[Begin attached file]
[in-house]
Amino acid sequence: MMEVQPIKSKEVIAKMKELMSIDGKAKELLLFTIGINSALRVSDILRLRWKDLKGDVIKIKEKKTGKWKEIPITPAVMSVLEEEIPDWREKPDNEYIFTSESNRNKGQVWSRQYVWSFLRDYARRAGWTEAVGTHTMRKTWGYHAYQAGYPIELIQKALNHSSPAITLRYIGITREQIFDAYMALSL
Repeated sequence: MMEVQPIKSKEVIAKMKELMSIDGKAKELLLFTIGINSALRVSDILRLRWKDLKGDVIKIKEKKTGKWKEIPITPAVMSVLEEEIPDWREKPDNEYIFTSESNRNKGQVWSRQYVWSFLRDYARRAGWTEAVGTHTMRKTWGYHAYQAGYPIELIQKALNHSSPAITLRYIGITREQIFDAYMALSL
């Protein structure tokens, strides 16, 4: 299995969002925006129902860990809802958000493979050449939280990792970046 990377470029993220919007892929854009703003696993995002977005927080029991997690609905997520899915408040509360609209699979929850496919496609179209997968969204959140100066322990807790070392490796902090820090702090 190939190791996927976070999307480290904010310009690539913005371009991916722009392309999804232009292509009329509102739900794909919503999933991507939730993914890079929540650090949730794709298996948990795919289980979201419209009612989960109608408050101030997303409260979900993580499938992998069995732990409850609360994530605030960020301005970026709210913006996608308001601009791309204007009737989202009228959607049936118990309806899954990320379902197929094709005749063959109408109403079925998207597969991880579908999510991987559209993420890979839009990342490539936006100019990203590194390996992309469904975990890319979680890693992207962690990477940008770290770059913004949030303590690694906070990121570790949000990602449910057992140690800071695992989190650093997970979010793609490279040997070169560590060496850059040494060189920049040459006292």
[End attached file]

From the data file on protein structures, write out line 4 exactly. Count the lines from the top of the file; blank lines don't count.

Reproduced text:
């Protein structure tokens, strides 16, 4: 299995969002925006129902860990809802958000493979050449939280990792970046 990377470029993220919007892929854009703003696993995002977005927080029991997690609905997520899915408040509360609209699979929850496919496609179209997968969204959140100066322990807790070392490796902090820090702090 190939190791996927976070999307480290904010310009690539913005371009991916722009392309999804232009292509009329509102739900794909919503999933991507939730993914890079929540650090949730794709298996948990795919289980979201419209009612989960109608408050101030997303409260979900993580499938992998069995732990409850609360994530605030960020301005970026709210913006996608308001601009791309204007009737989202009228959607049936118990309806899954990320379902197929094709005749063959109408109403079925998207597969991880579908999510991987559209993420890979839009990342490539936006100019990203590194390996992309469904975990890319979680890693992207962690990477940008770290770059913004949030303590690694906070990121570790949000990602449910057992140690800071695992989190650093997970979010793609490279040997070169560590060496850059040494060189920049040459006292």